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Xenoblade Chronicles 3 director on design for Keves and Agnus, Aionios, and characters

Posted on October 9, 2022 by (@NE_Brian) in News, Switch

Monolith Soft boss and Xenoblade Chronicles 3 executive director Tetsuya Takahashi has weighed in on the game’s nations of Keves and Agnus, world of Aionios, and main cast of characters. Takahashi left a lengthy message in the art book included with the special edition that was recently made available to fans.

Here’s the message in full:

Our first point of focus for the artwork in this title were to create distinctive characteristics for Keves, Agnus, and the mysterious third power and to decide how those distinctions would be depicted. For Keves, we started off by designing Ferronises that used Faced Mechon as a motif. Their colors match with the black tones seen on Metal Face, and their soldiers’ combat uniforms make use of these same colors. Additionally, we took the power frame from Shulk’s outfit in the Xenoblade Chronicles: Future Connected game and used it as an accent on the soldier’s uniforms. The motif for the Agnus forces, on the other hand, uses white tones and a Japanese aesthetic, seen n its Ferronis designs and soldier uniforms. For its Ferronises, we applied the mechanical designs seen in the Xenoblade Chronicles 2 game to reinforce the contrast of the Agnus side with Keves. Finally, we wanted to make the mysterious third power different from the other two, so we created their visual design with an aesthetic sense closer to the real world for their clothing and weapons. Noah and the other main characters end up wearing clothing found in a container left behind by this third power early in the game’s story. This is the reason why their clothing designs are a little different from what has been seen in the Xenoblade Chronicles series until now.

Next, in looking at the world of this game, the expansive scenery is a combination of environments seen in Xenoblade Chronicles and Xenoblade Chronicles 2. Setting-wise, this title may mark a veritable fusion of worlds, but in designing the environments, we were careful not to simply aim to give a sense of déjà vu or nostalgia. Rather, we wanted to give players a feeling of excitement and novelty upon stepping into the world. The monsters inhabiting the area are also from Xenoblade Chronicles and Xenoblade Chronicles 2, and I hope players will take notice of the ecosystems they inhabit as well.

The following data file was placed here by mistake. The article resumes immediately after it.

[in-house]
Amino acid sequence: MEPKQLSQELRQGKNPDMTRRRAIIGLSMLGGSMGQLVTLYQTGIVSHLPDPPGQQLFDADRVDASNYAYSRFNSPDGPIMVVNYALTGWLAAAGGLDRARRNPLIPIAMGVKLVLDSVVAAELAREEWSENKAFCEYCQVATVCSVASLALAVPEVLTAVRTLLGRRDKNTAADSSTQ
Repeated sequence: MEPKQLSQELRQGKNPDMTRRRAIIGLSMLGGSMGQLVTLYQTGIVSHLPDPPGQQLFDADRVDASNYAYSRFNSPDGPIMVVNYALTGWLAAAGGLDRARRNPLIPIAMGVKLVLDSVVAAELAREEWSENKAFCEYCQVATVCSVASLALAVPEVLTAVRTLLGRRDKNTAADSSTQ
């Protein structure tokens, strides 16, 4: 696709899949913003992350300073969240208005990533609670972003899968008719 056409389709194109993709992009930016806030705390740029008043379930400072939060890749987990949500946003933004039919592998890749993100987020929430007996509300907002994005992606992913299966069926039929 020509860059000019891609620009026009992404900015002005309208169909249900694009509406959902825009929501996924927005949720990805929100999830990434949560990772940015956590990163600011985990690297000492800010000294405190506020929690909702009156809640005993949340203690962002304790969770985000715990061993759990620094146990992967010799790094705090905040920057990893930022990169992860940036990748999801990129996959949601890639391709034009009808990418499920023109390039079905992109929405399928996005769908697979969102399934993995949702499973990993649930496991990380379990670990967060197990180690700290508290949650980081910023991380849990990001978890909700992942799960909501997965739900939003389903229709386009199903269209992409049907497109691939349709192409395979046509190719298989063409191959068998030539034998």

Finally, we come to the characters. Here, too, our goal was to combine the two worlds of the previous games through a combination of designs and 3D modeling. Character modeling was based on illustrations by main designer Masatsugu Saito, while Ouroboros modeling was based on illustrations by Ouroboros designer Koichi Mugitani. In creating the 3D models for these designs, we aimed to reproduce their art as faithfully as possible. We put all our effort into this process. This is especially true for the characters, where we prepared special shaders that were not used in the previous titles.

The artwork for this title, including the 3D modeling output, represents the culmination of the Xenoblade Chronicles series. I hope that everyone who picks up this book will be able to compare the work process with the results before them. In the gulf between these two, they can imagine the thoughts and hopes for the future held by each member of the team.

We previously translated a message from Takahashi sent to Japanese players, which included another tease about the future of the franchise – you can read that here. You may also be interested in checking out our interview here with Harry McEntire, the voice of Noah.

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